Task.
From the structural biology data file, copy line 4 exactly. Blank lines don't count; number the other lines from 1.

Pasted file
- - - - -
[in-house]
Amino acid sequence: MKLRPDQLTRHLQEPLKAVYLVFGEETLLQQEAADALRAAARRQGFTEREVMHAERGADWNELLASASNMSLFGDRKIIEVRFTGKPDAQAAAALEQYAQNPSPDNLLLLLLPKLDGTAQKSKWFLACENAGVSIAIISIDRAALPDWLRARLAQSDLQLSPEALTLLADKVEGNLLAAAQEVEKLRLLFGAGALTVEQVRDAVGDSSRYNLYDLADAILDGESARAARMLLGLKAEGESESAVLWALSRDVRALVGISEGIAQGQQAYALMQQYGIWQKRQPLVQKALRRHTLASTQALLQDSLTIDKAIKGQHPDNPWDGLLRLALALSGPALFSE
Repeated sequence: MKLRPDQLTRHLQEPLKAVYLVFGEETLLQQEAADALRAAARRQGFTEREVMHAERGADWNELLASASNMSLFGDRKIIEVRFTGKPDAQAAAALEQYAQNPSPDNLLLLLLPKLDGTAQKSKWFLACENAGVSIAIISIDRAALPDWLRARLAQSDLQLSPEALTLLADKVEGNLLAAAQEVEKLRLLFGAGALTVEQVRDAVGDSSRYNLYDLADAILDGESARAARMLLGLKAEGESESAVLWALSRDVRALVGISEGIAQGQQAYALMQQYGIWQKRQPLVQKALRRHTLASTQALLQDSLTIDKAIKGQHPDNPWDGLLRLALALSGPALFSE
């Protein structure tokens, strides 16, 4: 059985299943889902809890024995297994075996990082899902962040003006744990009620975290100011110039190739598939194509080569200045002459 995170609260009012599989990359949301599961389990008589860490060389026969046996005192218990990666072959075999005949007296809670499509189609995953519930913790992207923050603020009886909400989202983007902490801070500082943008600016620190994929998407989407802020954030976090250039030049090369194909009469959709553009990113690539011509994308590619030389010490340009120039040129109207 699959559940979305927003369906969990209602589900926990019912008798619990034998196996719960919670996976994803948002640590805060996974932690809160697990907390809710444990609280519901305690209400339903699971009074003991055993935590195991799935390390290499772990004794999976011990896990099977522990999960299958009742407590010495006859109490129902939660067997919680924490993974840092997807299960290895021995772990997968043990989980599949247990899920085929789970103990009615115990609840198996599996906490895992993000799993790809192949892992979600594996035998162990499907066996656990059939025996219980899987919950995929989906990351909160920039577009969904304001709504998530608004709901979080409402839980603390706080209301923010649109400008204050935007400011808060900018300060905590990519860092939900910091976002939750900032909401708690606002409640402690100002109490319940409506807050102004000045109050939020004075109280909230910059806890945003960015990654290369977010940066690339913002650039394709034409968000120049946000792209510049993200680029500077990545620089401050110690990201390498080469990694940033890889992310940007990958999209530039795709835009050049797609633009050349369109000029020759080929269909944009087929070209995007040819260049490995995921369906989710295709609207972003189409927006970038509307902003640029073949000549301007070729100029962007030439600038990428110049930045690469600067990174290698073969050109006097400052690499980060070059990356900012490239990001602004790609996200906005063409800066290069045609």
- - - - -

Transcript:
């Protein structure tokens, strides 16, 4: 059985299943889902809890024995297994075996990082899902962040003006744990009620975290100011110039190739598939194509080569200045002459 995170609260009012599989990359949301599961389990008589860490060389026969046996005192218990990666072959075999005949007296809670499509189609995953519930913790992207923050603020009886909400989202983007902490801070500082943008600016620190994929998407989407802020954030976090250039030049090369194909009469959709553009990113690539011509994308590619030389010490340009120039040129109207 699959559940979305927003369906969990209602589900926990019912008798619990034998196996719960919670996976994803948002640590805060996974932690809160697990907390809710444990609280519901305690209400339903699971009074003991055993935590195991799935390390290499772990004794999976011990896990099977522990999960299958009742407590010495006859109490129902939660067997919680924490993974840092997807299960290895021995772990997968043990989980599949247990899920085929789970103990009615115990609840198996599996906490895992993000799993790809192949892992979600594996035998162990499907066996656990059939025996219980899987919950995929989906990351909160920039577009969904304001709504998530608004709901979080409402839980603390706080209301923010649109400008204050935007400011808060900018300060905590990519860092939900910091976002939750900032909401708690606002409640402690100002109490319940409506807050102004000045109050939020004075109280909230910059806890945003960015990654290369977010940066690339913002650039394709034409968000120049946000792209510049993200680029500077990545620089401050110690990201390498080469990694940033890889992310940007990958999209530039795709835009050049797609633009050349369109000029020759080929269909944009087929070209995007040819260049490995995921369906989710295709609207972003189409927006970038509307902003640029073949000549301007070729100029962007030439600038990428110049930045690469600067990174290698073969050109006097400052690499980060070059990356900012490239990001602004790609996200906005063409800066290069045609």